But do it all matter of fact. If she starts in about having tenant rights or not wanting to leave, point out that the heirs have been covering taxes, insurance, utilities for the past six months and you would like to be reimbursed before she goes.
She doesn't have to "start in about having tenant rights," she already has them, whether she "starts in" or not. No reimbursement will happen, as she is under no obligation to do so. She has been allowed to live there for free.

Quote:
Also, if things turn unpleasant and you have to hire an attorney to straighten this out, she will be sued for the legal fees involved in the eviction proceedings.

If she leaves now, they'll let bygones by bygones.
A 90 day notice generally must be given. If she leaves within that time, no attorney fees will be coming from her.

Quote:
No need to be unpleasant about it. But it is unrealistic to expect the heirs to continue picking up the tab. Her children have a place for her to live. She needs to move there.
Are you sure about that? I'm pretty sure a landlord can't cut off utilities in attempt to speed up an eviction.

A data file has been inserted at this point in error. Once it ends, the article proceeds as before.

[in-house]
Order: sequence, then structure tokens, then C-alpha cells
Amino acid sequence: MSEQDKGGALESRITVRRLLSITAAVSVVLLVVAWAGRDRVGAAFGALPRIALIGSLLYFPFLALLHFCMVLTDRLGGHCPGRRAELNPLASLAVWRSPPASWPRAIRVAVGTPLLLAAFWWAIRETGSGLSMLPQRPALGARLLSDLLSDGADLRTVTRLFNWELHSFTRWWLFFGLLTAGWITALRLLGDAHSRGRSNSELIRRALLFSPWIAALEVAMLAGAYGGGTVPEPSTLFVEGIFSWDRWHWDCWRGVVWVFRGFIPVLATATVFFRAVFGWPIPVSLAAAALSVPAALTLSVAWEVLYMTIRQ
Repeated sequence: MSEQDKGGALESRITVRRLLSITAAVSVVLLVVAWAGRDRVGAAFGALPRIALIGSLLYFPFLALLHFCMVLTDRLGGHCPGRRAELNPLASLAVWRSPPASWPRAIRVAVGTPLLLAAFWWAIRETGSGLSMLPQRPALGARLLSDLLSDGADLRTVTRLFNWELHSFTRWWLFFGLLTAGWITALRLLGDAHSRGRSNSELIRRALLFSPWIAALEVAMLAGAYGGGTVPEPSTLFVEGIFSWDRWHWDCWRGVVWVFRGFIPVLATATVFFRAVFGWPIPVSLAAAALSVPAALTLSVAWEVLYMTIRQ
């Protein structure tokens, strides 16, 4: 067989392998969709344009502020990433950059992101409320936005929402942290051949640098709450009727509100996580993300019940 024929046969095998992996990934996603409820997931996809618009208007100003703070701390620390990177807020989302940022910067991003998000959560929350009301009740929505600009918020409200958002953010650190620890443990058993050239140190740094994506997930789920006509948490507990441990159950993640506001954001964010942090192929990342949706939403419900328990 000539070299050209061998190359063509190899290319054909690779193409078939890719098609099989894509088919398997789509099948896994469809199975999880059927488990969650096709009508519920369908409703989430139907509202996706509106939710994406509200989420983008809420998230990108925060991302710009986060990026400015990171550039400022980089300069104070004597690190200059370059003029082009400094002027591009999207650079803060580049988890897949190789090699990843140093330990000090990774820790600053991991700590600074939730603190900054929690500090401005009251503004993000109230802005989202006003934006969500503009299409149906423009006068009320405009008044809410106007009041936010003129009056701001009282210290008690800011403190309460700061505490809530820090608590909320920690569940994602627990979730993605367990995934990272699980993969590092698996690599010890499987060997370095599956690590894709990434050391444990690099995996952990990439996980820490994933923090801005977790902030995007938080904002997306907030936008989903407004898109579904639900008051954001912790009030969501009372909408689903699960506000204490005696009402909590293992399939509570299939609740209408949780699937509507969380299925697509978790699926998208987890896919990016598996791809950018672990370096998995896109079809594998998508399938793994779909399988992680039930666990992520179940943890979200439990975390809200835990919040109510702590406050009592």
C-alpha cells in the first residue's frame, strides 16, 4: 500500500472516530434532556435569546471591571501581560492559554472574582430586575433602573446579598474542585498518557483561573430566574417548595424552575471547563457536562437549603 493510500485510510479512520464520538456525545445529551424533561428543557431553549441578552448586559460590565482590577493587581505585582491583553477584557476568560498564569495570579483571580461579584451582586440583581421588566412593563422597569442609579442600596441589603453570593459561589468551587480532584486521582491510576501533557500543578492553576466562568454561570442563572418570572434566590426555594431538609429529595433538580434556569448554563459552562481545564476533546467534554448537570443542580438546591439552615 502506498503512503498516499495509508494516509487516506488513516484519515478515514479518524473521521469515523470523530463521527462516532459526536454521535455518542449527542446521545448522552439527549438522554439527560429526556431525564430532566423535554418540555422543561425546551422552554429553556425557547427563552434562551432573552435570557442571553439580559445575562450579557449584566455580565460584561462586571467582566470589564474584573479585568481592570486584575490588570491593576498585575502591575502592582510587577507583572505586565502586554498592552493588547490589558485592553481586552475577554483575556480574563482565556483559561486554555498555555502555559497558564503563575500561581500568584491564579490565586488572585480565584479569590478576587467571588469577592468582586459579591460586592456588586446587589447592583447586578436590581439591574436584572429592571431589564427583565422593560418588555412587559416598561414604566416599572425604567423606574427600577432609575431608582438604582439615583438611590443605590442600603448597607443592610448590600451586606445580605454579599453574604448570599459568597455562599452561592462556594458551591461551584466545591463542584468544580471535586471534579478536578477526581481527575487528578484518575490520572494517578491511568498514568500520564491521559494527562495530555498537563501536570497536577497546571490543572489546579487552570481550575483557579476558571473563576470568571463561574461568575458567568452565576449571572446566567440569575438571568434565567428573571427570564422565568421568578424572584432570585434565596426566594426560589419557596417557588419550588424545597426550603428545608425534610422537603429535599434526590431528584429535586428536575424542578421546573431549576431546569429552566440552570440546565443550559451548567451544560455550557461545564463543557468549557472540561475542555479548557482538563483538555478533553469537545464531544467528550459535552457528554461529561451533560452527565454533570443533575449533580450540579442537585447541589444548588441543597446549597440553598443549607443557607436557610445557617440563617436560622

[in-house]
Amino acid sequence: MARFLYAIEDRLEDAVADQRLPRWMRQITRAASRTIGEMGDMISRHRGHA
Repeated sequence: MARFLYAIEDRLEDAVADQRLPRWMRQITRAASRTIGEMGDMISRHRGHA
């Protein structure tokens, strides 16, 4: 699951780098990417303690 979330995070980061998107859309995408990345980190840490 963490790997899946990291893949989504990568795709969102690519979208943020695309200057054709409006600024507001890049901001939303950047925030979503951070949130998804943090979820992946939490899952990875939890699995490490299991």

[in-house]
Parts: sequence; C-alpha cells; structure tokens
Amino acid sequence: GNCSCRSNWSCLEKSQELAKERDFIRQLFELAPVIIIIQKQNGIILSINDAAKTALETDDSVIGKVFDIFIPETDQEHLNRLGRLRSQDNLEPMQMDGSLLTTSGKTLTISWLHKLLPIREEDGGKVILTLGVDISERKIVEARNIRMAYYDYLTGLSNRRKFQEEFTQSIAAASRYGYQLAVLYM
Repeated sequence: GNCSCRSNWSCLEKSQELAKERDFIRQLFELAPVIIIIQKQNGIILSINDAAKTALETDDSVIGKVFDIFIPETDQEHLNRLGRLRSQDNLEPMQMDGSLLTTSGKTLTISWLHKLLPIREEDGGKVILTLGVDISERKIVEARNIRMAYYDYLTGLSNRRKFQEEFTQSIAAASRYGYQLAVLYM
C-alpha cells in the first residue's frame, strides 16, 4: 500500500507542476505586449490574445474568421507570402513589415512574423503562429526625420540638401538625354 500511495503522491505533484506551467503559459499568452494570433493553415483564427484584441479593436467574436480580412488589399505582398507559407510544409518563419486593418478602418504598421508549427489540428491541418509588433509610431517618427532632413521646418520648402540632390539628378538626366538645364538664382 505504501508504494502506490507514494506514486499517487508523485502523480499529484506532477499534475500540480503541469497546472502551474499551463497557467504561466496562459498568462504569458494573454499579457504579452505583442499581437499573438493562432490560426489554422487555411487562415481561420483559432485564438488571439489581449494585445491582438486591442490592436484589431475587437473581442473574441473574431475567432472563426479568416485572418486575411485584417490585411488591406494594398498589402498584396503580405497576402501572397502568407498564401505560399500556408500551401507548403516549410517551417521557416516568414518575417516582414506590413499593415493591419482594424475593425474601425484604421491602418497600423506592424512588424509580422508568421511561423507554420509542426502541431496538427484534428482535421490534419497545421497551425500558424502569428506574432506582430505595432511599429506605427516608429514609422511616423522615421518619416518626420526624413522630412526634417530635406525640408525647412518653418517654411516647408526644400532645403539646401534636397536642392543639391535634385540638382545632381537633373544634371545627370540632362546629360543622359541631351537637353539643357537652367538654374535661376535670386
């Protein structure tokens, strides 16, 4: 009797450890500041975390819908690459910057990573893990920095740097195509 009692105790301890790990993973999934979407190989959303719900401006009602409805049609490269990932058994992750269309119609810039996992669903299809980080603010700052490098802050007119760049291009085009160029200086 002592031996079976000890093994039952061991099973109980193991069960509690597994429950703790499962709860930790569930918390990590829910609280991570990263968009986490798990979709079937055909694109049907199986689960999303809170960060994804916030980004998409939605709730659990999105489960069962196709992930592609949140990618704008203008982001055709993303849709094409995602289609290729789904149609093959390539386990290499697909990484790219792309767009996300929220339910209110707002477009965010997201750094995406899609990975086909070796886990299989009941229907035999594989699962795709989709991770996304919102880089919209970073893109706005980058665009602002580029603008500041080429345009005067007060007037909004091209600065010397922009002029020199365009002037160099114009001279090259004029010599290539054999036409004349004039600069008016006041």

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Old 06-29-2018, 11:41 AM
 
Location: Raleigh
6,989 posts, read 5,201,036 times
Reputation: 9429
Quote:
Originally Posted by TaxPhd View Post
Evictions are routine processes that landlords do all the time, without lawyers. Living in different states is irrelevant to the eviction process.
...Yes, and no.

Some states are exceptionally tenant friendly, some are exceptionally landlord friendly, and everywhere in between.

If one has a dozen properties and is well versed in the process, that's one thing. But if you live out of state and have zero idea of the areas property laws, and are unaccustomed to the ins and outs of the process in general, its a different story.

And, plenty in jurisdictions where the courts are tenant-friendly will simply hire an attorney to handle it.